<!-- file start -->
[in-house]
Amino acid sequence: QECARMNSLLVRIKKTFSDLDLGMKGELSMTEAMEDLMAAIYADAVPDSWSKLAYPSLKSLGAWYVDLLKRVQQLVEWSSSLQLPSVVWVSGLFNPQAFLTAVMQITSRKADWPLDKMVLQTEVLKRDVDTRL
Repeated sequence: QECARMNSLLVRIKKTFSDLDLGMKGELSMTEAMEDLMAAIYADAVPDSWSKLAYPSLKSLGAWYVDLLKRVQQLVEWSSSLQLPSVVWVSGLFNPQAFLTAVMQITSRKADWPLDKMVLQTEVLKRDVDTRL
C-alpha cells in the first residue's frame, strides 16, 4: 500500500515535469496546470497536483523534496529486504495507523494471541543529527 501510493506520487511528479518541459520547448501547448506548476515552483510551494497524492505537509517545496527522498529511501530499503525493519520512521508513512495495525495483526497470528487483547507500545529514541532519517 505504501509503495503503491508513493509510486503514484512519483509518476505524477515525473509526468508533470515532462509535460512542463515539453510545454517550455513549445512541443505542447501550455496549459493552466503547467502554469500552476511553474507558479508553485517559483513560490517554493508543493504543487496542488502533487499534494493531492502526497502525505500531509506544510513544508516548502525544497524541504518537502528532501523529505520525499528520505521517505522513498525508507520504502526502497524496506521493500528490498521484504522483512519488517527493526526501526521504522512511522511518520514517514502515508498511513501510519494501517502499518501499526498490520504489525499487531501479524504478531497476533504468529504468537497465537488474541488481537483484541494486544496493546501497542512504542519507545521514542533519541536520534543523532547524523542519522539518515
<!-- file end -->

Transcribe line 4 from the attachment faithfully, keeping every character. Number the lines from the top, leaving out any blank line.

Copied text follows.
C-alpha cells in the first residue's frame, strides 16, 4: 500500500515535469496546470497536483523534496529486504495507523494471541543529527 501510493506520487511528479518541459520547448501547448506548476515552483510551494497524492505537509517545496527522498529511501530499503525493519520512521508513512495495525495483526497470528487483547507500545529514541532519517 505504501509503495503503491508513493509510486503514484512519483509518476505524477515525473509526468508533470515532462509535460512542463515539453510545454517550455513549445512541443505542447501550455496549459493552466503547467502554469500552476511553474507558479508553485517559483513560490517554493508543493504543487496542488502533487499534494493531492502526497502525505500531509506544510513544508516548502525544497524541504518537502528532501523529505520525499528520505521517505522513498525508507520504502526502497524496506521493500528490498521484504522483512519488517527493526526501526521504522512511522511518520514517514502515508498511513501510519494501517502499518501499526498490520504489525499487531501479524504478531497476533504468529504468537497465537488474541488481537483484541494486544496493546501497542512504542519507545521514542533519541536520534543523532547524523542519522539518515